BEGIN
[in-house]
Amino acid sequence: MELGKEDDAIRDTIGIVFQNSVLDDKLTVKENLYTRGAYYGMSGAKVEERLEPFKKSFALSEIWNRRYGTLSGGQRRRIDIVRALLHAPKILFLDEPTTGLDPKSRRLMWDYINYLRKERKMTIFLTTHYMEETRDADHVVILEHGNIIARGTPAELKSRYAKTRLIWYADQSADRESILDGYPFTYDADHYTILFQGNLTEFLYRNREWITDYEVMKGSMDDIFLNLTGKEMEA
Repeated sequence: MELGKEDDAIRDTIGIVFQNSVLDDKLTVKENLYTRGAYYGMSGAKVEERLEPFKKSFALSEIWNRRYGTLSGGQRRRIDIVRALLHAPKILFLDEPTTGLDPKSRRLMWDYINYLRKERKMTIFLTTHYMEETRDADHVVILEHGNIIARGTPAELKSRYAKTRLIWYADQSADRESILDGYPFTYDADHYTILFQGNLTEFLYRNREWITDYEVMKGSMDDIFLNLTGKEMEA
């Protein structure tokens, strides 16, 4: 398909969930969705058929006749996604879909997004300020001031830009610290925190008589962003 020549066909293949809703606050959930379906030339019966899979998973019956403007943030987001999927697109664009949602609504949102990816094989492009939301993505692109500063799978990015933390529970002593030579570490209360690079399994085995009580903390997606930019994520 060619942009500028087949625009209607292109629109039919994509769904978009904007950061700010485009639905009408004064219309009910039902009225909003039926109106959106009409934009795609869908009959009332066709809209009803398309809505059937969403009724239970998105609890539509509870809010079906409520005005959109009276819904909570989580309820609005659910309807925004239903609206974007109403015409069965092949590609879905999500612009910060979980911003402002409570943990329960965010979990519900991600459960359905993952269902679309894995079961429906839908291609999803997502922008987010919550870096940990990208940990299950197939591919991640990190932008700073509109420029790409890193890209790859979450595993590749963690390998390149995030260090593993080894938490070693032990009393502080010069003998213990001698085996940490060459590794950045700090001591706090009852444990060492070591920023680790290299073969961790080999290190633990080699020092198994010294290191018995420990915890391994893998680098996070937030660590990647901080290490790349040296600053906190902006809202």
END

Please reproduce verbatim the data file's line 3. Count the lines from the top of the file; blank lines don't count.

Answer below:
Repeated sequence: MELGKEDDAIRDTIGIVFQNSVLDDKLTVKENLYTRGAYYGMSGAKVEERLEPFKKSFALSEIWNRRYGTLSGGQRRRIDIVRALLHAPKILFLDEPTTGLDPKSRRLMWDYINYLRKERKMTIFLTTHYMEETRDADHVVILEHGNIIARGTPAELKSRYAKTRLIWYADQSADRESILDGYPFTYDADHYTILFQGNLTEFLYRNREWITDYEVMKGSMDDIFLNLTGKEMEA